Later in 2013, there was the travesty of the Motorcycle Vagina Bill. The bill passed the Senate as a standalone bill, and pro-choice advocates were watching for it to go to the House on Jun 27, so they could be there and get other advocates to the gallery, etc. Lawmakers decided to hide it, so they took a motorcycle helmet bill that had been languishing and put the anti-abortion changes in there. It was finally noticed, and pro-choice advocates were incensed! Many protesters wore pink, some wore motorcycle helmets and a group of five women were prominent in the House Gallery wearing T-shirts spelling out “S H A M E.” (See the picture with SHAME at the beginning of this article.)

The motorcycle vagina bill placed new requirements on women’s health clinics  that could make it difficult for many of them to stay open, and would allow the state’s health department to create temporary rules for North Carolina’s abortion clinics as it saw fit. These laws with restrictions targetting abortion providers are known as TRAP laws. The bill also prohibits government-administered insurance plans (including the Affordable Care Act) to pay for abortions and would require a doctor to be present when a patient is administered abortion-inducing drugs.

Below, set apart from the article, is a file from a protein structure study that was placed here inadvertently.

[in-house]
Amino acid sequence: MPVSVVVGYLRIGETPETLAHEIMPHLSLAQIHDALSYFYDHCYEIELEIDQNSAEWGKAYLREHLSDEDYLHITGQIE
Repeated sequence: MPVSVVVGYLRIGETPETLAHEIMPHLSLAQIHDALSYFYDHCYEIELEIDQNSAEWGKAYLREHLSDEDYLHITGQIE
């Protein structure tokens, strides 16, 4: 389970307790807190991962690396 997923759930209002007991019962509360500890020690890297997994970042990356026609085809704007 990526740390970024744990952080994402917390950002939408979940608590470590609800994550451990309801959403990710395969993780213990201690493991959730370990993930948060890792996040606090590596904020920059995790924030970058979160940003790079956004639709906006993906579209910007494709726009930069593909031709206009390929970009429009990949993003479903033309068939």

There was even a Moral Monday protest which followed the passing of the infamous bill, focusing on women’s rights and leadership. This one ended up being one of the largest turn-outs the protest event has seen, and ended in hundreds of arrests.

Organizations sued to stop WRTK under the case of Stuart v. Camnitz. A federal court blocked enforcement of the forced ultrasound provision of this law in December 2014. The informed consent provisions, however, are in effect.

There was another iteration of the so-called Women’s Right To Know bill in 2015. Part of that extended the waiting period from 24 to 72 hours and added physician reporting requirements (physicians who provide abortion care to a woman after 16 weeks must convey numerous statistics to the Department of Health and Human Services, including an ultrasound image). Advocates did manage to change the law to accept calls starting the 72 hour count, rather than requiring in person visits which would be days apart. 

In 2019, NC was one of many states where legislators proposed abortion bans. NC and Other State Abortion Bans – What Are We Looking At? By May 2019, Alabama, Arkansas, Georgia, Kentucky, Mississippi, Missouri, Ohio, and Utah all had passed abortion ban bills. People around NC protested the abortion bans in May. By the end of 2019, Guttmacher reported that conservative state legislators signed 25 new abortion bans into law, primarily in the South and Midwest